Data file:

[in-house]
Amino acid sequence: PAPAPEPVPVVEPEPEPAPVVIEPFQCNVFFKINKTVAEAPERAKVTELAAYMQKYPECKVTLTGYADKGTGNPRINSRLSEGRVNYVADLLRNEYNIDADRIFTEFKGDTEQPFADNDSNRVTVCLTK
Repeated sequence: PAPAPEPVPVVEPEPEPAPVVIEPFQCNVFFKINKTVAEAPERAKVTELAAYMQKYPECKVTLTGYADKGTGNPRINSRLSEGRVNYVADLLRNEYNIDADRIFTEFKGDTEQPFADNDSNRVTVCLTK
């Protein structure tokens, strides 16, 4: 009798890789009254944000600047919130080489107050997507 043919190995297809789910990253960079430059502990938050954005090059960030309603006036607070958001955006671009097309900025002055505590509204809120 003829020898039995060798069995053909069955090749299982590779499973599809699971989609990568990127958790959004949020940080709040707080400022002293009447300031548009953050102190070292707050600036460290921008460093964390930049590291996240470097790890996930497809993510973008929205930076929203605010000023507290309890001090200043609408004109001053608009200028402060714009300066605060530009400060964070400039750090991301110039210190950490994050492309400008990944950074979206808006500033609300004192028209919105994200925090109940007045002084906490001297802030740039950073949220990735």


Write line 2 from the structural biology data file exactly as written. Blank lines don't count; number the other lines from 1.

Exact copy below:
Amino acid sequence: PAPAPEPVPVVEPEPEPAPVVIEPFQCNVFFKINKTVAEAPERAKVTELAAYMQKYPECKVTLTGYADKGTGNPRINSRLSEGRVNYVADLLRNEYNIDADRIFTEFKGDTEQPFADNDSNRVTVCLTK